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Back to old interest rate dynamics

When one of the co-founders of FinMetrics worked on his PhD thesis, in particular on the modelling of the term structure of interest rates, a key requirement was not to allow rates to become negative. Indeed, during the Master of Banking and Finance we had learned about models like the Cox, Ingersoll & Ross (1985) one-factor model, said to be an evolution of the Vasicek one, since it used a square root diffusion process in order to avoid having interest rates become negative.

Let's be honest. In the 90's, if we would have said interest rates could become negative, we would probably have been seen as theoreticians who don't understand how the true world works.

One of our first corporate treasury clients even requested we make sure to add a condition to our simulations, when not using bounded models, to floor the rate at least at 0, ... ten years before they would actually become so.

A quick review of interest rate dynamics

So let's see some longer but still recent history of empirical evidence about the dynamics of interest rates, using a simple source, the U.S. Treasury Par Curve Yield rates, which flirted with 0 for a while, while some central banks went to negative territory: the Danish National Bank, the European Central Bank (ECB), the Bank of Japan (BOJ), the Swiss National Bank (SNB), and the Swedish Riksbank.

The dynamics shown by this graph recall the three main type of movements present in those dynamics: parallel shifts, changes in the slope (twist) and modification of the hump (bowing). By the way, PCA (principal component analysis) has shown to work pretty well with summarising the volatility of the term structure into these three recognisable factors, providing evidence of the weight of these first three in the dynamics (see Frye (1997)): 83.1% for the parallel shifts, 10% for the twist and only 2.8% for the bowing.

This is in fact a nice result. It shows that, using only duration as a risk measure for interest rates, we are close to hedge 85% of potential movements in the term structure.

We can also see that short term rates seem to be more volatile than long term ones which seem to act as long term revisions of the target.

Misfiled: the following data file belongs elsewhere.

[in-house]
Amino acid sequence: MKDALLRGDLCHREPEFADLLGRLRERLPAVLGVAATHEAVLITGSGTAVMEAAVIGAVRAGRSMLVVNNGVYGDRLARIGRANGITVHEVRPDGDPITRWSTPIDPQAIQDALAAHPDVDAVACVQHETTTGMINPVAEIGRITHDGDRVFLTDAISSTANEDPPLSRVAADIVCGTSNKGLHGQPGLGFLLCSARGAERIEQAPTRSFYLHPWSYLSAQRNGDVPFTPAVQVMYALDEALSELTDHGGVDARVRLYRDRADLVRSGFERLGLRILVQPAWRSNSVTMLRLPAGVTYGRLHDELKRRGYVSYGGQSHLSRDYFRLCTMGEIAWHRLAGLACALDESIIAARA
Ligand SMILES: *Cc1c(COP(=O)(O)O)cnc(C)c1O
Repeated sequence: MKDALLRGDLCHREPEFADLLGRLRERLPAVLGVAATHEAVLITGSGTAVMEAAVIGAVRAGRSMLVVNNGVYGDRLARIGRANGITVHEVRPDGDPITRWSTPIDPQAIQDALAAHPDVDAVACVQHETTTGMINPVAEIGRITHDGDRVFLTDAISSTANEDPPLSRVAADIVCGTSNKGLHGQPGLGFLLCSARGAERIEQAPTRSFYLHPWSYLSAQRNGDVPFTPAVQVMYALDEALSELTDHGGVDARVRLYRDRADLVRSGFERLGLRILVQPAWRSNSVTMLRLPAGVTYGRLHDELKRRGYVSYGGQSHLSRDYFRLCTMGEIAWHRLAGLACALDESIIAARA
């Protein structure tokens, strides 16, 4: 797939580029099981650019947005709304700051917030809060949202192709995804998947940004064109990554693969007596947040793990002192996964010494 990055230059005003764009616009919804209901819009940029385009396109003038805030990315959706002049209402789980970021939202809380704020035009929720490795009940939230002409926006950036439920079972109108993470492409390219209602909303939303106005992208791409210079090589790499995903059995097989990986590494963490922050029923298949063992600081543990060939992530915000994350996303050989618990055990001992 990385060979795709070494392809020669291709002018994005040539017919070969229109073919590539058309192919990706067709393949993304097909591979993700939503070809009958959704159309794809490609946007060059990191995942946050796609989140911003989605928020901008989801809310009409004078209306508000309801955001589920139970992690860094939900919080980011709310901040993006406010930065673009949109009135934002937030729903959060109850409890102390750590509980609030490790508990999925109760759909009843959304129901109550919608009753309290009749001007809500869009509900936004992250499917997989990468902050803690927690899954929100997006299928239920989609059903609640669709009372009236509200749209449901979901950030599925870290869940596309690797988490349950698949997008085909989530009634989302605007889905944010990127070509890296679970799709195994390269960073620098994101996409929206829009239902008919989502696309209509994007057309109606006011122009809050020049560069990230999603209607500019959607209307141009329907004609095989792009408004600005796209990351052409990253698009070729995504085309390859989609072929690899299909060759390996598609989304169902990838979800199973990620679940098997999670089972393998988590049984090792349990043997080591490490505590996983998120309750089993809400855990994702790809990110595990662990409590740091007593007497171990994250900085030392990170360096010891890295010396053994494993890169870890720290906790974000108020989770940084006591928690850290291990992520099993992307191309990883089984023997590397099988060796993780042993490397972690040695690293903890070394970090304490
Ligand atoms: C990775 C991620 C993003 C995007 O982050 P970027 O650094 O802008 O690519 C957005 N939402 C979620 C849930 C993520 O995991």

It is even interesting to see the shape of last term structure shown, that of May 5, 2023. It is globally downward sloping with two bows and a difference of more than 2% between the highest and the lowest.

Interest rate derivatives

volatility of interest rates

Although there is a myriad of interest rate models, in discrete and continuous time, one-factor or multi-factor, before-HJM or current-HJM- era, still a vast majority of participants in the market have been happy with the so-called "market model" for call and puts on interest rates. Globally speaking, it means applying Black & Scholes (B&Sch) to interest rates as if they would be prices. This is quite peculiar as we tend normally to model the relative changes in prices 𝛥P/P measured in logs, as normally distributed, but rates' dynamics are analysed through their absolute changes in r, i.e. 𝛥r. And using B&Sch for rates as the underlying, we implicitly assumes that 𝛥r/r, measured in log returns, are normally distributed.

But suddenly, the short-term rate of some central banks moved into negative territory, which made the use of B&Sch's shortcut formula useless this time since the log function doesn't accept negative values.

Since financial engineering is not short of "cooking" solutions, one idea devised was to use B&Sch on shifted values of r before using the B&Sch formula. Reuters (now Refinitiv) and Bloomberg even started proposing implied volatility matrices based on this "shifted" B&Sch formula.

Ultimately, Louis Bachelier was remembered, him who assumed prices were normally distributed (not returns), a problem for prices, but not for interest rates that can now become negative.

Short memory

multiplicity of term structures

Interestingly, our surprise for negative rates turned quickly into a normal acceptance of low - if not negative - interest rates, during more than twelve years. And it seems we have to re-learn now to live with higher interest rates.

For these last twelve years, it has been relatively difficult to motivate an audience to learn the myriad of interest-rate derivatives developed in the 80s and the 90s. Some treasury officers had even a hard time in convincing their management that it was necessary to keep an eye on the interest-rate risk tolerance and the corresponding hedge policy. Many of those who today re-understand they should hedge now again....sorry should have been hedged.

Interest-rate swaps are back in town, or have always been for those with a longer view on their financing risk than ten years...important when you issue debt over twenty years.

We advise looking at the publication and research journey of an incredible person, Jamil Baz, a wonder quant closely connected to the rise, valuation and use of interest rate swaps in the 80s.

  • Frye, Jon (1997). "Principals of risk: Finding value-at-risk through factor-based interest rate scenarios." NationsBanc-CRT, April (1997).

  • Baz, Jamil, and George Chacko (2004). Financial derivatives: pricing, applications, and mathematics. Cambridge University Press, 2004.

  • Pirotte, Hugues (2004-2023). "Interest rate risk management", Université libre de Bruxelles, (Evolving) Teaching note.


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